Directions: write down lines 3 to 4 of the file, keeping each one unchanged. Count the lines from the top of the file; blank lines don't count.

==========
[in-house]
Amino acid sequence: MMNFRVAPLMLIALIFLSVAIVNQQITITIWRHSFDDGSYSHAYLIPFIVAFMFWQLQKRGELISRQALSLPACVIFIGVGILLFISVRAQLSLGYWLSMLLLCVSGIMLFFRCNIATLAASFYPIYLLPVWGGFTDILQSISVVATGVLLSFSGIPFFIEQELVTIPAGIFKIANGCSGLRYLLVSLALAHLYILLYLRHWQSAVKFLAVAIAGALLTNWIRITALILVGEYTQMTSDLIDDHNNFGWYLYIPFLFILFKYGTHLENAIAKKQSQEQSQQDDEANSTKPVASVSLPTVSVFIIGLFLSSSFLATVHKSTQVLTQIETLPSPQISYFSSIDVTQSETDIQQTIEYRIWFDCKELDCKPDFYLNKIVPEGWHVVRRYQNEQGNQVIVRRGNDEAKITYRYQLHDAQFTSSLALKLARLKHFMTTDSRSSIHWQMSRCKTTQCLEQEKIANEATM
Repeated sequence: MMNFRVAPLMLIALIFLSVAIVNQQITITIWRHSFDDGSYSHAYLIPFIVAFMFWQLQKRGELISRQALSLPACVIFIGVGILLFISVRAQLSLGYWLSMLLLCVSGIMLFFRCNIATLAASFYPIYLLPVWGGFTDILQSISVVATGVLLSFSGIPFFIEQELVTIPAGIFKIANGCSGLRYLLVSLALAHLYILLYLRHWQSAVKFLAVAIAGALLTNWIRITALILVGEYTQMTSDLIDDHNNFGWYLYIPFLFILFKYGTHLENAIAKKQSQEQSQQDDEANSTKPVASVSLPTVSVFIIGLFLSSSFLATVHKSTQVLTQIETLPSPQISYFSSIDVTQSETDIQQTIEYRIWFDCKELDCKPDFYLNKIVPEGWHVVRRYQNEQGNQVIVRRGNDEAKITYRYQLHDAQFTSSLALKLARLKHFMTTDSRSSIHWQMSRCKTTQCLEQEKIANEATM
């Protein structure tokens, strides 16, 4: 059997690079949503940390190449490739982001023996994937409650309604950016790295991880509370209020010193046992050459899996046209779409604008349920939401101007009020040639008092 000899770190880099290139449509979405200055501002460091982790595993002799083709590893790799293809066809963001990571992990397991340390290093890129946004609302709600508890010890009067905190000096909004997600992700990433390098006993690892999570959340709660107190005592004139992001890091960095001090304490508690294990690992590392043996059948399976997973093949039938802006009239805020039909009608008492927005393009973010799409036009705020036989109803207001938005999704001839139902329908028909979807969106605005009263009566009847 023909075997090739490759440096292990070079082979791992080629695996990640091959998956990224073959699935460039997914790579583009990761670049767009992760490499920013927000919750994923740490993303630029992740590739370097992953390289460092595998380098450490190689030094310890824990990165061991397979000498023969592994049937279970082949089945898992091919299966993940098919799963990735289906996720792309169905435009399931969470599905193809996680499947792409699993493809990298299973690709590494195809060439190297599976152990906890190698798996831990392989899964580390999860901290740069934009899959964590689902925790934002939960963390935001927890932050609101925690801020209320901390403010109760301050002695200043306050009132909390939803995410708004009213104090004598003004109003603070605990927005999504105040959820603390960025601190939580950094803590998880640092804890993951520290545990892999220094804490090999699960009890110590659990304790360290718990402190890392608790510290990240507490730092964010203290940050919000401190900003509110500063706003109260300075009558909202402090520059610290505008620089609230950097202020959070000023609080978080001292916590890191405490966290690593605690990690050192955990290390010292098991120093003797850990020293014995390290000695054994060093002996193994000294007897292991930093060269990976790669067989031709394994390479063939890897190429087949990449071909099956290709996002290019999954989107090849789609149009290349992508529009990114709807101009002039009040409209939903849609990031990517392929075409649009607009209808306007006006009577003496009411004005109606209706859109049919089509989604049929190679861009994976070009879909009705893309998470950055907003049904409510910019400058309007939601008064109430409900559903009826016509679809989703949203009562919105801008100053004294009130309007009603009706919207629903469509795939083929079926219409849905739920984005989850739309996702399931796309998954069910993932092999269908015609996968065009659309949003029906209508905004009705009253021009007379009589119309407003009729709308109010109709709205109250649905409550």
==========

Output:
Repeated sequence: MMNFRVAPLMLIALIFLSVAIVNQQITITIWRHSFDDGSYSHAYLIPFIVAFMFWQLQKRGELISRQALSLPACVIFIGVGILLFISVRAQLSLGYWLSMLLLCVSGIMLFFRCNIATLAASFYPIYLLPVWGGFTDILQSISVVATGVLLSFSGIPFFIEQELVTIPAGIFKIANGCSGLRYLLVSLALAHLYILLYLRHWQSAVKFLAVAIAGALLTNWIRITALILVGEYTQMTSDLIDDHNNFGWYLYIPFLFILFKYGTHLENAIAKKQSQEQSQQDDEANSTKPVASVSLPTVSVFIIGLFLSSSFLATVHKSTQVLTQIETLPSPQISYFSSIDVTQSETDIQQTIEYRIWFDCKELDCKPDFYLNKIVPEGWHVVRRYQNEQGNQVIVRRGNDEAKITYRYQLHDAQFTSSLALKLARLKHFMTTDSRSSIHWQMSRCKTTQCLEQEKIANEATM
């Protein structure tokens, strides 16, 4: 059997690079949503940390190449490739982001023996994937409650309604950016790295991880509370209020010193046992050459899996046209779409604008349920939401101007009020040639008092 000899770190880099290139449509979405200055501002460091982790595993002799083709590893790799293809066809963001990571992990397991340390290093890129946004609302709600508890010890009067905190000096909004997600992700990433390098006993690892999570959340709660107190005592004139992001890091960095001090304490508690294990690992590392043996059948399976997973093949039938802006009239805020039909009608008492927005393009973010799409036009705020036989109803207001938005999704001839139902329908028909979807969106605005009263009566009847 023909075997090739490759440096292990070079082979791992080629695996990640091959998956990224073959699935460039997914790579583009990761670049767009992760490499920013927000919750994923740490993303630029992740590739370097992953390289460092595998380098450490190689030094310890824990990165061991397979000498023969592994049937279970082949089945898992091919299966993940098919799963990735289906996720792309169905435009399931969470599905193809996680499947792409699993493809990298299973690709590494195809060439190297599976152990906890190698798996831990392989899964580390999860901290740069934009899959964590689902925790934002939960963390935001927890932050609101925690801020209320901390403010109760301050002695200043306050009132909390939803995410708004009213104090004598003004109003603070605990927005999504105040959820603390960025601190939580950094803590998880640092804890993951520290545990892999220094804490090999699960009890110590659990304790360290718990402190890392608790510290990240507490730092964010203290940050919000401190900003509110500063706003109260300075009558909202402090520059610290505008620089609230950097202020959070000023609080978080001292916590890191405490966290690593605690990690050192955990290390010292098991120093003797850990020293014995390290000695054994060093002996193994000294007897292991930093060269990976790669067989031709394994390479063939890897190429087949990449071909099956290709996002290019999954989107090849789609149009290349992508529009990114709807101009002039009040409209939903849609990031990517392929075409649009607009209808306007006006009577003496009411004005109606209706859109049919089509989604049929190679861009994976070009879909009705893309998470950055907003049904409510910019400058309007939601008064109430409900559903009826016509679809989703949203009562919105801008100053004294009130309007009603009706919207629903469509795939083929079926219409849905739920984005989850739309996702399931796309998954069910993932092999269908015609996968065009659309949003029906209508905004009705009253021009007379009589119309407003009729709308109010109709709205109250649905409550």